Speakers

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Senem Soy

Senem lives in Squamish, BC. She works for Super Good Software, building and maintaining Solidus and Ruby on Rails applications. In her free time, she likes to mountain bike, climb, paraglide, and train for ultramarathons.

Lessons From The Sky

Does dangling from the sky from nylon bedsheets have anything to do with programming? I sure do! Join me to learn about what paragliding is (and isn’t), and how it’s shaped me to enjoy my job more and prepared me to handle fear and stress effectively.

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Scott Werner

CEO and Co-founder

Sublayer

Scott is the CEO of Sublayer - who is building open source Ruby tools focused on AI code generation. Over 10 years working professionally in Ruby and as an engineer and leader. Previously CTO and co-founder@Sayspring (acq'd by Adobe) and early engineer at Sidetour (acq'd by Groupon).

Going Postel

Postel’s Law states that we should be liberal in what we accept and conservative in what we send. When working with code generated from LLMs, embracing this principle is even more important. This talk explores and demonstrates live the ways that Ruby’s flexibility makes this possible, why I think Ruby is a sleeping giant in the future of LLM-generated code, and the key to unlocking generative AI’s true power for software development.

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Saron Yitbarek

Founder

Disco

Saron Yitbarek is the founder of CodeNewbie, a community for those learning to code. She also hosted the CodeNewbie Podcast, which features interviews with people in the coding world. She's known for her advocacy for diversity and inclusion in tech and for making coding education accessible. She also manages the Not A Designer newsletter.

Our superpower

In this keynote, Saron takes us through a decade of being a rubyist, reflecting on the shoulders she stood on, the people who offered they're knowledge and mentorship along the way, and what it truly means to be part of the ruby community.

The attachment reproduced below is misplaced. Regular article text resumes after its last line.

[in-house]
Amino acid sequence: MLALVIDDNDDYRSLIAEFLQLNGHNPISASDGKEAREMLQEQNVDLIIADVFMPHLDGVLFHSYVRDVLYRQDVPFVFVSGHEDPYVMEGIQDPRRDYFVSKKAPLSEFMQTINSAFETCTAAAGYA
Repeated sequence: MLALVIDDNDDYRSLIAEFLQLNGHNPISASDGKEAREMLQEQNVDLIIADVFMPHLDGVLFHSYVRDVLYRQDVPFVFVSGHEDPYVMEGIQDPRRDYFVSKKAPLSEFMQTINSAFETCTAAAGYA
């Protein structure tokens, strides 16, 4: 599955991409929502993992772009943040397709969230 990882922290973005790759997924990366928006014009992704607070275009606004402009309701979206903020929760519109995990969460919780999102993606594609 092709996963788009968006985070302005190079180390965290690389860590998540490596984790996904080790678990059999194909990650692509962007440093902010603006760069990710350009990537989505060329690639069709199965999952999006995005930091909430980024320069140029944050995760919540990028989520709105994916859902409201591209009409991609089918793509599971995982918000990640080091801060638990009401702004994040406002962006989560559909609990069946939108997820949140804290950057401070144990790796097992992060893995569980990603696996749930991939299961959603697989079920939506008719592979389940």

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Paolo Perrotta

Author, Developer

Paolo Perrotta is the author of "Metaprogramming Ruby" and "Programming Machine Learning". He has over thirty years of experience as a developer, ranging from embedded to enterprise software, computer games, and web applications. He lives in Bologna, Italy.

Refactoring English

Developers are writers. We write mails, documentation, and the occasional blog post. And yet, many of us are intimidated by writing, as if "writing well" was a blessing reserved to gifted people. It is not: give it a little bit of time, and you'll learn how to write clearly. I cannot teach you how to write well, because I'm still learning how to do it myself. However, I can teach you a few simple techniques to make your prose clearer and easier to read, even in a post-GPT world. I don't call these techniques "edits". As a developer, I have another name for them: "refactorings".

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Mark Yoon

Mark leads development of enterprise web and mobile applications. He believes that user experience and creativity are essential to product development, and technology is just one part of addressing the diversity of human need. Mark is a passionate maker, sailor, and father.

Designing Resilient APIs: Balancing Stability & Flexibility

Discover the art of crafting robust APIs in Ruby tailored for mobile clients. We will delve into what defines a "good" API, exploring the balance between stability and flexibility. Learn practical strategies, from collaborating with product, design, and UX, to faking data, to accommodating legacy clients. Don't miss out on this opportunity to level up your API game!

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Marco Roth

Independent Consultant & Open Source Contributor

Marco is a passionate full-stack developer and a dedicated open-source contributor. As a member of the Hotwire and StimulusReflex contributors teams he has open-sourced, maintained, and contributed to several libraries in the Hotwire/Rails ecosystem.

Developer Tooling For The Modern Rails & Hotwire Era